The ongoing COVID-19 pandemic has more clearly revealed the significance of some critical infrastructures to the nation than previously thought, prompting the Cybersecurity and Infrastructure Security Agency (CISA) to take a closer look at what the consequences of a cyber event might mean for the nation, the agency’s director said on Thursday.

A year ago, certain entities within the healthcare sector were certainly thought of as critical as were the functions they perform but amid the COVID response they’re now seen as “much, much more” so, Chris Krebs, said during a virtual meeting of the president’s National Infrastructure Advisory Council (NIAC). The NIAC members include representatives from various critical infrastructure sectors and former government officials that examine cross-sector security and resilience issues and make recommendations to the president.

During the pandemic, CISA has been working to understand the shift in the risk landscape, protecting the response and securing the digital transformation, Krebs said.

Of the three variables making up the risk formula—vulnerability, consequence and threat—it’s the consequence variable that has seen the most dramatic shift. Historically, the most important critical infrastructures have been “fairly steady state” but now with “the shift in consequences, we’re taking a new look,” he said. “Okay, maybe there are additional organizations in the healthcare sector that are developing vaccines, those that are manufacturing PPE, maybe we need to take a fresh look.” PPE refers to personal protective equipment.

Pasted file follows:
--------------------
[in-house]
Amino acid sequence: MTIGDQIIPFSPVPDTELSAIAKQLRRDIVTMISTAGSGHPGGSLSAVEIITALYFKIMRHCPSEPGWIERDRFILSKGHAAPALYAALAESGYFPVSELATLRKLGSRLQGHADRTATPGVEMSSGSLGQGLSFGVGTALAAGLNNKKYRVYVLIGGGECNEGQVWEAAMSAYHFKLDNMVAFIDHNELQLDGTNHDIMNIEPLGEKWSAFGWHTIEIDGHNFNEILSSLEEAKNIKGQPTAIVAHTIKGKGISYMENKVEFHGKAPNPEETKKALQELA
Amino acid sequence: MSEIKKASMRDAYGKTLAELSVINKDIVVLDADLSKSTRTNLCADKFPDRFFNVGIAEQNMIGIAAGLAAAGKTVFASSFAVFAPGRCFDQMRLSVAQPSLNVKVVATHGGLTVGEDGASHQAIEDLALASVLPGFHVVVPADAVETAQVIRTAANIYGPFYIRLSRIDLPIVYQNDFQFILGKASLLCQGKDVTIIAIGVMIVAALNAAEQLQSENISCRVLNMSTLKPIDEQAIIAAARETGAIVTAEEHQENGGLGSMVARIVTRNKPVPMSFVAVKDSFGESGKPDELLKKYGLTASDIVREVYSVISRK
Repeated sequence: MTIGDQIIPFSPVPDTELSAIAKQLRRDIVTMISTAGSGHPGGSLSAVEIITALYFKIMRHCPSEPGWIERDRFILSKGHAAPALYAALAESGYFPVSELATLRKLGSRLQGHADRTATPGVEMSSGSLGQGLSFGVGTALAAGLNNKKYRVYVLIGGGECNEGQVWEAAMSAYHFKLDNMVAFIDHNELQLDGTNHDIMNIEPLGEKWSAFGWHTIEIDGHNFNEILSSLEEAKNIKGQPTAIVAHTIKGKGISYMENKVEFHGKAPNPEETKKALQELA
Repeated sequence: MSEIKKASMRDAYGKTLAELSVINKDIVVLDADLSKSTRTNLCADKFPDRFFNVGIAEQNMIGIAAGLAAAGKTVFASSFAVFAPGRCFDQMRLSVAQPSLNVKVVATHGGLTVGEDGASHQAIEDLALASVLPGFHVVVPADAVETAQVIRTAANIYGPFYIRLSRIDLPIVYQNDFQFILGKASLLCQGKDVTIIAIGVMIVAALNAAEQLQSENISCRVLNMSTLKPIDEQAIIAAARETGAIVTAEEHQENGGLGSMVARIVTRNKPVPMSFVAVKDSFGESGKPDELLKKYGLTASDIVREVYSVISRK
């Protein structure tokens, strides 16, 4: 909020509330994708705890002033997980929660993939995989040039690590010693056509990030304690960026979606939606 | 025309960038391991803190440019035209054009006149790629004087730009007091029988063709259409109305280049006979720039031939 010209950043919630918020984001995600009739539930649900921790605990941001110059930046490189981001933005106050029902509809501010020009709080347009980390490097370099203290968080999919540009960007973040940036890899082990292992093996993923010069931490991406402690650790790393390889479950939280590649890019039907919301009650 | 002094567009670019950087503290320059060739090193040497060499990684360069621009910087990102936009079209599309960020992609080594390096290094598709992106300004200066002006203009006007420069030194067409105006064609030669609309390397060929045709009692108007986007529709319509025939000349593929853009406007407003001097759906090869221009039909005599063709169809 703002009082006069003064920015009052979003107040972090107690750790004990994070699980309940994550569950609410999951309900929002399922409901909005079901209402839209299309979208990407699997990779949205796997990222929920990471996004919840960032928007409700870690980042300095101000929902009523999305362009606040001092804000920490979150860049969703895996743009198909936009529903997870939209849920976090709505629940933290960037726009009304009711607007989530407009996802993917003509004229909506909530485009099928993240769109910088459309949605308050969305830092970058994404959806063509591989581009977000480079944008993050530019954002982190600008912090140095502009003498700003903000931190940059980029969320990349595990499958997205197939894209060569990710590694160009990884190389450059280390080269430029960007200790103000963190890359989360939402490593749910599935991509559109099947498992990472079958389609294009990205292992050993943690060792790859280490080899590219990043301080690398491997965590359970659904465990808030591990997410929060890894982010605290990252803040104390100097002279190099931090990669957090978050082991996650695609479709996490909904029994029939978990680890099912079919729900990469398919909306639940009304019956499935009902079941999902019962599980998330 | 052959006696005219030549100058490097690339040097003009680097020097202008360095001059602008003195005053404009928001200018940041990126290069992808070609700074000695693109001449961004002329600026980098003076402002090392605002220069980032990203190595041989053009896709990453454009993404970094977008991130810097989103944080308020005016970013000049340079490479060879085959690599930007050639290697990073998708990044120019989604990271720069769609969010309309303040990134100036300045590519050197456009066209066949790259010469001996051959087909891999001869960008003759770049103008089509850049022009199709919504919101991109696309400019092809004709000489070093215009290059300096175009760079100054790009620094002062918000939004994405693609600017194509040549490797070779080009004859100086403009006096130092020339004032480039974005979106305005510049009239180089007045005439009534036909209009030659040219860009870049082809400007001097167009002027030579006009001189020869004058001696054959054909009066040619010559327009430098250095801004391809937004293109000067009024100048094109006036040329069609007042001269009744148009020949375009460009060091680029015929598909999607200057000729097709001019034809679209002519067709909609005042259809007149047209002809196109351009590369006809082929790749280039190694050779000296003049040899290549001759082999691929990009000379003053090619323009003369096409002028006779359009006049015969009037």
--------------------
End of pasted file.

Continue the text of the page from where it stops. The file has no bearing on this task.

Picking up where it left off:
Two other factors associated with the shift in the risk landscape include understanding the “external drivers that could disrupt that [critical] function” and cyber security risk, Krebs said. External drivers are things such as commodity shortages, workforce absenteeism, and demand increases or decreases, he said.

As for protecting the response, Krebs said CISA is working to engage these organizations of “heightened significance” and “provide them additional support and resources from a cyber security perspective, from a physical security perspective,” adding that it could be a cyber event or something like increased demand that disrupts a function. This work also involves supply chain analysis, he said.

Ahead of the pandemic, a lot of organizations were struggling with transforming their digital infrastructure but by mid-March most had it figured out, Krebs said, highlighting the impact of a crisis in helping to get things done. CISA will be generating its own lessons learned from its digital transformation as well as its partners’ to be a “one-stop shop for digital transformation,” he said.

Currently, 93 percent of CISA employees are teleworking and the agency has remained productive and “so we want to keep this going as long as we possibly can,” Krebs said.

The agency is reviewing all of its “digital transformations,” including how it secures telework and video conferencing, and what its partners at the National Security Agency, the National Institute of Standards and Technology, the United Kingdom’s Cyber Security Centre, and private sector partners and others have learned to create the one-stop shop, he said.